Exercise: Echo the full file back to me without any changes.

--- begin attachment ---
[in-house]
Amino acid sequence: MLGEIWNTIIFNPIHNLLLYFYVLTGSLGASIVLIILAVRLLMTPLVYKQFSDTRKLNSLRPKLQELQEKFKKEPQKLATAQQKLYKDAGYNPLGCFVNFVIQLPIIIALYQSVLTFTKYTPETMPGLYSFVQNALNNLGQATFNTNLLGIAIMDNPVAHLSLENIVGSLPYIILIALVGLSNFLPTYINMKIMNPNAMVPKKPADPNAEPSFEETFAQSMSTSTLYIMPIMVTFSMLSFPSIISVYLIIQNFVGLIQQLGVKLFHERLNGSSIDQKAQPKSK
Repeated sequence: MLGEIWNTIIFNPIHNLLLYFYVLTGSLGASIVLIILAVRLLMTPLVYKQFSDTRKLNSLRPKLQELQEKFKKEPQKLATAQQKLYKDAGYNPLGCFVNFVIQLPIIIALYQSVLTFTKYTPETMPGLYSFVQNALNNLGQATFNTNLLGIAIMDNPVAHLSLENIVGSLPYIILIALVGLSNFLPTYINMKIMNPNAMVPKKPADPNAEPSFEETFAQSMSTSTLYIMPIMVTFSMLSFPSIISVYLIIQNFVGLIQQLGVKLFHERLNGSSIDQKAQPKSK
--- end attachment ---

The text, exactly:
[in-house]
Amino acid sequence: MLGEIWNTIIFNPIHNLLLYFYVLTGSLGASIVLIILAVRLLMTPLVYKQFSDTRKLNSLRPKLQELQEKFKKEPQKLATAQQKLYKDAGYNPLGCFVNFVIQLPIIIALYQSVLTFTKYTPETMPGLYSFVQNALNNLGQATFNTNLLGIAIMDNPVAHLSLENIVGSLPYIILIALVGLSNFLPTYINMKIMNPNAMVPKKPADPNAEPSFEETFAQSMSTSTLYIMPIMVTFSMLSFPSIISVYLIIQNFVGLIQQLGVKLFHERLNGSSIDQKAQPKSK
Repeated sequence: MLGEIWNTIIFNPIHNLLLYFYVLTGSLGASIVLIILAVRLLMTPLVYKQFSDTRKLNSLRPKLQELQEKFKKEPQKLATAQQKLYKDAGYNPLGCFVNFVIQLPIIIALYQSVLTFTKYTPETMPGLYSFVQNALNNLGQATFNTNLLGIAIMDNPVAHLSLENIVGSLPYIILIALVGLSNFLPTYINMKIMNPNAMVPKKPADPNAEPSFEETFAQSMSTSTLYIMPIMVTFSMLSFPSIISVYLIIQNFVGLIQQLGVKLFHERLNGSSIDQKAQPKSK